Leadership Perspectives

Blogging and Performance Marketing: A Q&A with Carolyn Tang Kmet of All Inclusive Marketing

Becky Doles

Performance marketers have a plethora of channels to choose from to leverage ad campaigns. When it comes to publishers, one particularly lucrative channel is blogs. As a platform, blogs offer a multitude of ways that ads and affiliate links can be placed so that readers encounter these campaigns almost natively. This contextual nature often leads to high performance for both the blogger and the advertiser.

I had a chance recently to sit down with Carolyn Tang Kmet, CMO of All Inclusive Marketing (a full-service digital marketing agency geared toward driving performance marketing) to talk about how her company works with bloggers who leverage performance marketing. At All Inclusive Marketing, they work with both advertisers and publishers. This enables them to work with bloggers of various backgrounds and skill sets, and provide high converting creatives, resources, education, and content ideas.

Kelly: Can you summarize the trend of bloggers that leverage performance marketing? Is this more of a hobby for these bloggers or does it lend more towards a full-time income?
Carolyn: A lot of the bloggers we work with definitely run their site or network as a business. They have media kits detailing placement opportunities, pricing and traffic; they have established networks where they can leverage placement across partner sites to increase visibility; and they have the means to track user engagement. Certainly not all bloggers are at this level, but it is absolutely wonderful seeing a blog, which is usually initiated out of a personal passion to share information, evolve into a profitable entity that still has heart.

K: Generally, how do you work with these bloggers?
C: Reaching out personally and tailoring the type of placement has worked best for both parties. Banner ads are great, but tend to be generic. We typically work with the blogger to develop something specific for their target audience, be it a sponsored tutorial, recipe or other such content. By producing these “advertorials,” we secure central real estate on their site, and longevity. Once the content is created, it’s unlikely that it’ll ever be removed so we’ll get long-lasting benefit as the post ages. We definitely try not to influence or detract from the blogger’s editorial independence though. That independence, that tone, that’s what built their audience in the first place. No way we want to dilute that.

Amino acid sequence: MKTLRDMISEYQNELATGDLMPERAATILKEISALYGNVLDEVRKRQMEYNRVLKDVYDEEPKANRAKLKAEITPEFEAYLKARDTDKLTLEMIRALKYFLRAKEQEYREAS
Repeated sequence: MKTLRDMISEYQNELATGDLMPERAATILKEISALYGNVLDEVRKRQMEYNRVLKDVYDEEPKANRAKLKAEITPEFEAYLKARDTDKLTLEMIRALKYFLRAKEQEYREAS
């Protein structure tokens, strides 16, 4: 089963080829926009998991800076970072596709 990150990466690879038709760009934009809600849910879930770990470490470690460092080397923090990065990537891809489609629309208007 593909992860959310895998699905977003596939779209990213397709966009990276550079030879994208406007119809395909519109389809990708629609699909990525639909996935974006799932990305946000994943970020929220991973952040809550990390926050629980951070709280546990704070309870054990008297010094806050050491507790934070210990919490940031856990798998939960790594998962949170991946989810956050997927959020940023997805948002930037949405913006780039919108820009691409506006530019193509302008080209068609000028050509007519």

K: What are the biggest mistakes these types of bloggers make? If at all, how do you help them get back on the right track so they’re making more money?
C: Not understanding how to move their audience from visitor to buyer. More about that below!

K: What types of best practices do you suggest for bloggers who want to make money from performance marketing?
C: It’s not enough to just feature a product. Bloggers with a business mindset need to convert their visitors into consumers, in such a way that doesn’t come across as overly “salesy.” The way to do this is not just through product reviews, but by putting products into context. How does the product make their life easier? What is it about the product that benefits the end-user? Lots of bloggers these days put up a photo and a quick comment, but in order to sell something, you need to share more than just an opinion.

K: What are some of the biggest challenges facing bloggers these days? How do you advise bloggers on these issues?
C: Editorial objectivity and independence. It’s great to get sponsored, but bloggers should be open to considering all opportunities that come their way. I think a lot of bloggers commit to one particular advertiser, and miss out on other opportunities due to some sort of loyalty. If there’s no contract in place, then they are free to speak with whomever they want, and explore any opportunities that come their way.

K: What are some of the biggest misconceptions around these types of bloggers?
C: Affiliate managers might believe that if they partner with a blogger, they’re going to see a windfall of sales. Not necessarily true. What you will see, is a steady stream of visitors who may not convert on that initial visit. The blogger merely introduced their visitors to you, it’s up to the retailer to continue the conversion process. However, when the blog-referred visitor finally does convert, you’ll likely see that they have a higher lifetime value than consumers you acquire through other channels. Blogs drive high quality traffic, they drive customers who aren’t necessarily discount driven, they drive customers who are interested in trying a product because one of their peers recommended it.

If you’re a blogger that profits from performance marketing, what advice do you have for others? Be sure to leave your thoughts in the comments.

Becky Doles

Becky is the Senior Content Marketing Manager at TUNE. Before TUNE, she led a variety of marketing and communications projects at San Francisco startups. Becky received her bachelor's degree in English from Wake Forest University. After living nearly a decade in San Francisco and Seattle, she has returned to her home of Charleston, SC, where you can find her enjoying the sun and salt water with her family.

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